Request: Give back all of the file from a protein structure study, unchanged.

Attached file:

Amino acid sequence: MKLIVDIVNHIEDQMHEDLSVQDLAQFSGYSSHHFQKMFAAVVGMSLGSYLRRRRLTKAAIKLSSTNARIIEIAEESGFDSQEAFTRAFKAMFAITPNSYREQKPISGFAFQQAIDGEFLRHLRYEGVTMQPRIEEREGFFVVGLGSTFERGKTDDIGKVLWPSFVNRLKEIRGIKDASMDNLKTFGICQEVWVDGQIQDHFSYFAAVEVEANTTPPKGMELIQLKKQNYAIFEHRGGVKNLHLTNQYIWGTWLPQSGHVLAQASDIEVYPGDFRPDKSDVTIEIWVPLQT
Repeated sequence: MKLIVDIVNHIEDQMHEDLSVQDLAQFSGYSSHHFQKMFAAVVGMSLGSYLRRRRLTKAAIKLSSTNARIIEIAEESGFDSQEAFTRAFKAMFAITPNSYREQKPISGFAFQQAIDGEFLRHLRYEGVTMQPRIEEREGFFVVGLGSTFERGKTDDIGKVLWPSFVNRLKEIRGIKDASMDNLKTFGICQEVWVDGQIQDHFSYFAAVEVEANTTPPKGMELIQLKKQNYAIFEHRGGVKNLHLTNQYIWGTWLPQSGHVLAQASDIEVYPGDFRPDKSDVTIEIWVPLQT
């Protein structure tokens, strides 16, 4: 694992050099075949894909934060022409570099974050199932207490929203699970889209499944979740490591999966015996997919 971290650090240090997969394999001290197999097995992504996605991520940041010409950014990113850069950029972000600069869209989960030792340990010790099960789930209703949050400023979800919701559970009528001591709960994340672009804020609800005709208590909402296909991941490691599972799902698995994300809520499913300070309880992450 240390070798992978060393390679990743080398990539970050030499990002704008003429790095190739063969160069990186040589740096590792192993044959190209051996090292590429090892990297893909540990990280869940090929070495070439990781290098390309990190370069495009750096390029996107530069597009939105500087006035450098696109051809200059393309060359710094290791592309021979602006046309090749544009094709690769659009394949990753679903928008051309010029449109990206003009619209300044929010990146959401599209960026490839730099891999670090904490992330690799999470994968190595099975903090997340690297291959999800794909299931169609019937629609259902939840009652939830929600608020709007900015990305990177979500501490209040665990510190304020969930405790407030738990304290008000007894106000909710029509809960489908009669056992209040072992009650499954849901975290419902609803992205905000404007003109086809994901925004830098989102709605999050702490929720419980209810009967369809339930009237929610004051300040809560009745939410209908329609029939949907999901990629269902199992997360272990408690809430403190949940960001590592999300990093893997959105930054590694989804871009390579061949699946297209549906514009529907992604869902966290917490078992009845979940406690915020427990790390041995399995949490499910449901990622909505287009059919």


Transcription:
Amino acid sequence: MKLIVDIVNHIEDQMHEDLSVQDLAQFSGYSSHHFQKMFAAVVGMSLGSYLRRRRLTKAAIKLSSTNARIIEIAEESGFDSQEAFTRAFKAMFAITPNSYREQKPISGFAFQQAIDGEFLRHLRYEGVTMQPRIEEREGFFVVGLGSTFERGKTDDIGKVLWPSFVNRLKEIRGIKDASMDNLKTFGICQEVWVDGQIQDHFSYFAAVEVEANTTPPKGMELIQLKKQNYAIFEHRGGVKNLHLTNQYIWGTWLPQSGHVLAQASDIEVYPGDFRPDKSDVTIEIWVPLQT
Repeated sequence: MKLIVDIVNHIEDQMHEDLSVQDLAQFSGYSSHHFQKMFAAVVGMSLGSYLRRRRLTKAAIKLSSTNARIIEIAEESGFDSQEAFTRAFKAMFAITPNSYREQKPISGFAFQQAIDGEFLRHLRYEGVTMQPRIEEREGFFVVGLGSTFERGKTDDIGKVLWPSFVNRLKEIRGIKDASMDNLKTFGICQEVWVDGQIQDHFSYFAAVEVEANTTPPKGMELIQLKKQNYAIFEHRGGVKNLHLTNQYIWGTWLPQSGHVLAQASDIEVYPGDFRPDKSDVTIEIWVPLQT
């Protein structure tokens, strides 16, 4: 694992050099075949894909934060022409570099974050199932207490929203699970889209499944979740490591999966015996997919 971290650090240090997969394999001290197999097995992504996605991520940041010409950014990113850069950029972000600069869209989960030792340990010790099960789930209703949050400023979800919701559970009528001591709960994340672009804020609800005709208590909402296909991941490691599972799902698995994300809520499913300070309880992450 240390070798992978060393390679990743080398990539970050030499990002704008003429790095190739063969160069990186040589740096590792192993044959190209051996090292590429090892990297893909540990990280869940090929070495070439990781290098390309990190370069495009750096390029996107530069597009939105500087006035450098696109051809200059393309060359710094290791592309021979602006046309090749544009094709690769659009394949990753679903928008051309010029449109990206003009619209300044929010990146959401599209960026490839730099891999670090904490992330690799999470994968190595099975903090997340690297291959999800794909299931169609019937629609259902939840009652939830929600608020709007900015990305990177979500501490209040665990510190304020969930405790407030738990304290008000007894106000909710029509809960489908009669056992209040072992009650499954849901975290419902609803992205905000404007003109086809994901925004830098989102709605999050702490929720419980209810009967369809339930009237929610004051300040809560009745939410209908329609029939949907999901990629269902199992997360272990408690809430403190949940960001590592999300990093893997959105930054590694989804871009390579061949699946297209549906514009529907992604869902966290917490078992009845979940406690915020427990790390041995399995949490499910449901990622909505287009059919």